In numerical analysis, when considering a numerical method to solve a differential equation (think of Euler Forward, Euler Backward, Runge-Kutta 4, etc.), usually all the basic properties of the method (truncation error, stability, convergence) are derived in the case the differential equation to be solved is $y'=\lambda y$.

I understand that investigating this equation can be insightful, because it is an easy one to solve analytically. However, what I don't get, is that all the said properties (truncation error, stability, convergence) are seemingly understood to hold in the general case (i.e., any ODE, not necessarily $y'=\lambda y$). How do test function analysis results carry over to general ODE's?

  • $\begingroup$ Equations that do not behave as nice as the test cases (if the step size is chosen appropriately) are called stiff (for the method and number type used). $\endgroup$ – LutzL Jul 10 '18 at 16:39

Basically the idea is that a general non-linear ODE can be linearized locally, given some reasonable constraints on the DE, and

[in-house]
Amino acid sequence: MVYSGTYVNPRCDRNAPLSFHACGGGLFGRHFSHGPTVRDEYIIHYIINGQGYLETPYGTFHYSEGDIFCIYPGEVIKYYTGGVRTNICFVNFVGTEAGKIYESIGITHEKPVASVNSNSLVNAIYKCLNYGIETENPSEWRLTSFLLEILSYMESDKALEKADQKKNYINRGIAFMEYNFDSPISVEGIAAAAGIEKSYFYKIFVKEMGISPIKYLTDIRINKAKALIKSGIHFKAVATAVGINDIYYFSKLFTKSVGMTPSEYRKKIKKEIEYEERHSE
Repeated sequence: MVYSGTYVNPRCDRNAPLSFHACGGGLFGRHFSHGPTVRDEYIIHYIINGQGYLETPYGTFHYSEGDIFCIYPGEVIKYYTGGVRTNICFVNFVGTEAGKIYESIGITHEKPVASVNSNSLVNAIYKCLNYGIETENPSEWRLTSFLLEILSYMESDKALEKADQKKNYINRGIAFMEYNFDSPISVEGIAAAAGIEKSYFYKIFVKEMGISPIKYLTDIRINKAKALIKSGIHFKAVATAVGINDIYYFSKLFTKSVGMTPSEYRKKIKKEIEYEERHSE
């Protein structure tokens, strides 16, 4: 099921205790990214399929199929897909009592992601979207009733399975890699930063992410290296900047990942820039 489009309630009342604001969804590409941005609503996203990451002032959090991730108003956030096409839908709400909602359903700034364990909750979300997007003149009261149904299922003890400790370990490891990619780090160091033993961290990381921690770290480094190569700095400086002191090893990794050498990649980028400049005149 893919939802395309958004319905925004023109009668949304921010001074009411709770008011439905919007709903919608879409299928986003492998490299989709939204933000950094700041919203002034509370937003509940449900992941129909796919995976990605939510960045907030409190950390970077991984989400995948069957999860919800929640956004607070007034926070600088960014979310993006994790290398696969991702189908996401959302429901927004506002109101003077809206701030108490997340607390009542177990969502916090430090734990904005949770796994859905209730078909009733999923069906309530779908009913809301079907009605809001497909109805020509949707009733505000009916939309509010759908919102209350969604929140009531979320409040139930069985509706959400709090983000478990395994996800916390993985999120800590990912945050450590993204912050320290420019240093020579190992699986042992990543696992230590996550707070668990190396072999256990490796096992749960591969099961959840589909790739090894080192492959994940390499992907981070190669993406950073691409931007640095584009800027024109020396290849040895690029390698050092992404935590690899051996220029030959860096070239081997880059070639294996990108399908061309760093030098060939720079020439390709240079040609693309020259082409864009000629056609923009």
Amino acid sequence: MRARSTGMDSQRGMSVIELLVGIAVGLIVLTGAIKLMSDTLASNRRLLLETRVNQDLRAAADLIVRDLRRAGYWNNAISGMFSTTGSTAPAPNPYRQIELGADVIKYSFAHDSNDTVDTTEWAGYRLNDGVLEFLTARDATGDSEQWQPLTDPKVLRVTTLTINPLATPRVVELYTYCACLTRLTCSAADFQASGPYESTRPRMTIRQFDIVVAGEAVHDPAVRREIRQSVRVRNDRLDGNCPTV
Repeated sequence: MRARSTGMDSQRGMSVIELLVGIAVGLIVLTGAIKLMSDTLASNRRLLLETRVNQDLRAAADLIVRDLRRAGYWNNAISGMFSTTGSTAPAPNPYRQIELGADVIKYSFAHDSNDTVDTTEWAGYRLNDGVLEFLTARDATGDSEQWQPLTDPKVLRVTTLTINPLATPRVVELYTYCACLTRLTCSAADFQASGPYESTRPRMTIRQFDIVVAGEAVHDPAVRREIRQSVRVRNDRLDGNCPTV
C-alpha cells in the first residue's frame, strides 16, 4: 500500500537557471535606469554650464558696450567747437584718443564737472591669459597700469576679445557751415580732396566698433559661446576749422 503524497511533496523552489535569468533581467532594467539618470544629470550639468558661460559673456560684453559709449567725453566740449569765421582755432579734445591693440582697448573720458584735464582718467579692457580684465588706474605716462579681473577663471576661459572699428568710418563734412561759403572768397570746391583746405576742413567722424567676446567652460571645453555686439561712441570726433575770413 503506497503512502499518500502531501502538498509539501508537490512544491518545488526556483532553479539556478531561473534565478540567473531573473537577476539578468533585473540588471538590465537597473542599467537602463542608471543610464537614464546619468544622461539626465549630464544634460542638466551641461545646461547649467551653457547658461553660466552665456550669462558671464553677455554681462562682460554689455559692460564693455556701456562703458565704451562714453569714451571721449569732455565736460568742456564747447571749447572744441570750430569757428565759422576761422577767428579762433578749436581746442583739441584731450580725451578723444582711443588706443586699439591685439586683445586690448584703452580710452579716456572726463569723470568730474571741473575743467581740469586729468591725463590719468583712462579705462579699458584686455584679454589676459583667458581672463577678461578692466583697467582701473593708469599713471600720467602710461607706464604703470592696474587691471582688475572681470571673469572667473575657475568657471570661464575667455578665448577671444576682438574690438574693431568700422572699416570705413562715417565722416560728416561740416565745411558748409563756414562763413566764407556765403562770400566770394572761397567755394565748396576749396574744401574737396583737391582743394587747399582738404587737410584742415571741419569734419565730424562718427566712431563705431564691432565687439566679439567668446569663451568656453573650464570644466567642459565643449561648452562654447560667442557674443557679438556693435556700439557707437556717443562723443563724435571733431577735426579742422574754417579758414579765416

Consider $y'(x) = f(y,x)$ with $y(x_0)=b$. Then consider: $$ y'(x) \approx f(b,x)+\frac{\partial f}{\partial y}\bigg\rvert_{y=b} [y-b]\approx \lambda y(x) + f(b,x) - \lambda b = \lambda y + c $$ where we have linearized about $y=b$, fixed some $x=x_0$, and let $\lambda=\partial_y f(b,x_0)$. Then of course we can solve the homogeneous ODE $y' =\lambda y$ to get a general solution locally.

The idea then is that if the algorithm has pleasant properties on this linearized version, then those properties carry over to the full ODE (as long as the ODE behaves nicely).

Here are some relevant links that go into more detail:


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